The year is 1988, the decade that today’s millennials, myself included, were born. President Ronald Reagan signs the Women’s Business Ownership Act, a federal law paving the way for women entrepreneurs like me to take out business loans. Prior to this law, women generally needed the signature of a male in order to take out a loan, possibly that of a husband, a father, a brother or even a minor son.
Let that sink in.
Now, as women and entrepreneurs, we can dream up business ideas and gain access to capital and financial resources. Our products, services, and solutions are judged by their virtue in the marketplace — not by our failure to have a Y chromosome.
Or are they?
In my life and career, I choose to be bold. My future. My choices. My path. I choose my partners and associates and embrace the excitement of succeeding and failing as an entrepreneur. No corporate ladders for me.
As robust and promising as our American business culture is today, I do believe that there remains a limitation on my ability to succeed that may continue to frustrate others as well. My gender.
It is one thing to need a law that allows women to gain access to capital. It is quite another to overcome what remains: an unconscious bias against women entrepreneurs.
It shows up when least expected. When I first opened a business, my husband and I were having breakfast at a local café. A local business leader and acquaintance approached our table and enthusiastically congratulated my husband for the recent successes of “his” franchising company. “Great job,” he said.
My husband and I chuckled, half shocked and half entertained, as the guy walked away. As my husband understood very well, it was I who started the company and successfully brought two thriving national franchises into our community. And yet the guy assumed it was my husband who did so because, well, he is a dude.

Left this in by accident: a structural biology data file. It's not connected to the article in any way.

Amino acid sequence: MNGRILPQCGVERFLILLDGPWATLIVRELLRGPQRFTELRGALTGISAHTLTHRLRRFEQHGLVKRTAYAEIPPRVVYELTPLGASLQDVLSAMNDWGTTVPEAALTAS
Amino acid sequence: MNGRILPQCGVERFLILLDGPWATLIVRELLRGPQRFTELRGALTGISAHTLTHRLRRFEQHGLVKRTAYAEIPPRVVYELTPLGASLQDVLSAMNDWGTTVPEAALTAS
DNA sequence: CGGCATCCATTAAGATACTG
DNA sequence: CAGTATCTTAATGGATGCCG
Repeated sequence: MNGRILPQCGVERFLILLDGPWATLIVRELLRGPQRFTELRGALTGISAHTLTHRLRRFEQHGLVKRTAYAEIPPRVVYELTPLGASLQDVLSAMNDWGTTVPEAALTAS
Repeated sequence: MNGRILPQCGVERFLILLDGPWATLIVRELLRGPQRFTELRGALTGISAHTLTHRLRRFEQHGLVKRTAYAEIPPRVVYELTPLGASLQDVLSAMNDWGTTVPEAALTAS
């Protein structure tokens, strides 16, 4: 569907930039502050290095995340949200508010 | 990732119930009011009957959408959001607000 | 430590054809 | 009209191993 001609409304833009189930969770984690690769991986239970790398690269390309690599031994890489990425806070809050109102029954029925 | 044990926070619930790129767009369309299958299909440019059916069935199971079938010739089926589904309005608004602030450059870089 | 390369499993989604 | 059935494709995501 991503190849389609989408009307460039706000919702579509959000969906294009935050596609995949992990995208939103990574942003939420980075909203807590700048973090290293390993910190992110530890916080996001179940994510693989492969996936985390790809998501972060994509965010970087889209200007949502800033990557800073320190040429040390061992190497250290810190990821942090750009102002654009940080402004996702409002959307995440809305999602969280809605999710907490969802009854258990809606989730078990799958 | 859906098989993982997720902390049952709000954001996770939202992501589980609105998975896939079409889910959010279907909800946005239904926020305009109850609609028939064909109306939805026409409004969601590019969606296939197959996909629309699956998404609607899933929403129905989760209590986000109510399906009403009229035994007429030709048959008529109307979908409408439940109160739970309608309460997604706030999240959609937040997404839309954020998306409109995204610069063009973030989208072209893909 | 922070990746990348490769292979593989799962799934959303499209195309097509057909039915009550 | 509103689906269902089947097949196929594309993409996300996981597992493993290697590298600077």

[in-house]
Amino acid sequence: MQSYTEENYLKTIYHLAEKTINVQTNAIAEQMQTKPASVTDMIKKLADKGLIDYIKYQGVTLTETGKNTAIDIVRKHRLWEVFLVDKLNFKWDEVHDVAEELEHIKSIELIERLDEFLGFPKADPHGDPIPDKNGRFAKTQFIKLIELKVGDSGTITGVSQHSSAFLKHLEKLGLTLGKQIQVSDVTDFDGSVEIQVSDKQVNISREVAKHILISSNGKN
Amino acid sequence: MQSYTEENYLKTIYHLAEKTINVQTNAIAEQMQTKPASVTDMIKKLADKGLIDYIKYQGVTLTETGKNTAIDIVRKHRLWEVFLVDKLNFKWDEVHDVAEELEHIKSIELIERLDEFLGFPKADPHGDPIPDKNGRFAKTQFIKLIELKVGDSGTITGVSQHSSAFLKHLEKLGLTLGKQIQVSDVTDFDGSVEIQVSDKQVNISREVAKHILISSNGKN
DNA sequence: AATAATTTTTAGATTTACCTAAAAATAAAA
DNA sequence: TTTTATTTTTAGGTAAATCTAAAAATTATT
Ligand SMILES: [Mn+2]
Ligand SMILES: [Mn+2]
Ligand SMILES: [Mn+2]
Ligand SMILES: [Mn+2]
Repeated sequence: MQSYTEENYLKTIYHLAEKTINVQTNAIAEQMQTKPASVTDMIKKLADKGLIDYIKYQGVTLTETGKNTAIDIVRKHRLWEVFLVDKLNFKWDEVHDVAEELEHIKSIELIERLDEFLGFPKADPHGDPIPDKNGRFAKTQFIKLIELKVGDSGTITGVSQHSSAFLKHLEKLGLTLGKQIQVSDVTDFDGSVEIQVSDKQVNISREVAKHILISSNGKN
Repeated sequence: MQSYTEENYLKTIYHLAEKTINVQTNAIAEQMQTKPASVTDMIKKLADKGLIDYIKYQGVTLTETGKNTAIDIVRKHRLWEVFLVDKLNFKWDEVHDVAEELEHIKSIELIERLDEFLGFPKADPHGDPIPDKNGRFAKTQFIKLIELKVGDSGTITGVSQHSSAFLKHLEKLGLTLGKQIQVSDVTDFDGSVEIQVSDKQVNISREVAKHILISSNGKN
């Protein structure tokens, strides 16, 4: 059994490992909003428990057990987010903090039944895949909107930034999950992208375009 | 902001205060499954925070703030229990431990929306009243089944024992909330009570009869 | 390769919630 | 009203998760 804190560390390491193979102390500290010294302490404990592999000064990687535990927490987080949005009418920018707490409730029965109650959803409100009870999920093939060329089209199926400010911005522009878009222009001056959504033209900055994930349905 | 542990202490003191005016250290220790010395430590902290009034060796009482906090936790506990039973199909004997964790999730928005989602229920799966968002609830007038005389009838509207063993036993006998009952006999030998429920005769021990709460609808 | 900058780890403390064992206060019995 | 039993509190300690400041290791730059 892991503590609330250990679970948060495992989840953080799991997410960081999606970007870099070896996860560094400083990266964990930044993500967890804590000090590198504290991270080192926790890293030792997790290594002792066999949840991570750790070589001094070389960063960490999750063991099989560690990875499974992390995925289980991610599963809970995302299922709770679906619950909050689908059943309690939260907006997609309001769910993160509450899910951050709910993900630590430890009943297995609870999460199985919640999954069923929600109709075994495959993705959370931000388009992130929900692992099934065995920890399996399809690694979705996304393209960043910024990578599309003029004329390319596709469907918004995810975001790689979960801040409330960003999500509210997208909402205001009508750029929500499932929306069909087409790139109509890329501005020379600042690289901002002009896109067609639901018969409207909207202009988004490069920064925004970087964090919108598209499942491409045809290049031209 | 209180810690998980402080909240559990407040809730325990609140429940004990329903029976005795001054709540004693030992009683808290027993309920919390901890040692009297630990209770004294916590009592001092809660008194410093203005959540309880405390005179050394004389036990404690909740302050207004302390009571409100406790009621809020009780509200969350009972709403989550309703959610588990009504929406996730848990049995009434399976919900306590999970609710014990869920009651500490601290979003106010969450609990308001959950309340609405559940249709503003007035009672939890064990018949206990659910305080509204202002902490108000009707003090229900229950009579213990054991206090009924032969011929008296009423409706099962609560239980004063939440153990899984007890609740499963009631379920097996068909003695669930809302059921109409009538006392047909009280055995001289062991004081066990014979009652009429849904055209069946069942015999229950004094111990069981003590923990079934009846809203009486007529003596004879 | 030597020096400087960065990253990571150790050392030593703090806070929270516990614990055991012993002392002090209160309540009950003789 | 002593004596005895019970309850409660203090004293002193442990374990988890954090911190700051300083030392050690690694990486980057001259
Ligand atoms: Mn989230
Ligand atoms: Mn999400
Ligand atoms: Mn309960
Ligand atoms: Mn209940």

And it is not just men. Last September my company, The Insight Studio, was recognized on a list of up-and-coming startups by a local organization in high-tech. It is an exciting and special recognition for me and my colleagues, having worked so hard to quickly build the new company.
A local publication dispatched a reporter to interview me for what she told me was a feature about The Insight Studio and our recent recognition. We had a good conversation and I appreciated her interest. Yet, in the resulting article she gave equal billing to my husband, a successful business person and entrepreneur, featuring some of the companies he owns and operates. She called his companies “an impressive portfolio of businesses.” It was supposed to be an article about my company. She did not even interview my husband.
Don’t get me wrong. My husband is awesome. He has great business acumen and is a wonderful life partner. We share a busy schedule as parents to our two young daughters, and equally busy schedules operating our multiple companies. We credit our senses of humor as much as we do our entrepreneurial spirits for our ability to overcome barriers and to achieve success. He deserves any recognition he gets. Our hard work and effort has helped the companies we own together thrive. And the companies we own individually are doing well too.
Yet, the local publication did not feature the careers and businesses of the wives and/or spouses of the male leaders of companies it covered who had also been recognized by the local high-tech organization. Why were my husband and his companies featured in an article about my company?
I’m just saying … we have more work to do beyond the signature of President Ronald Reagan.
Stefanie Sample is CEO and Founder of Montana-based startup The Insight Studio.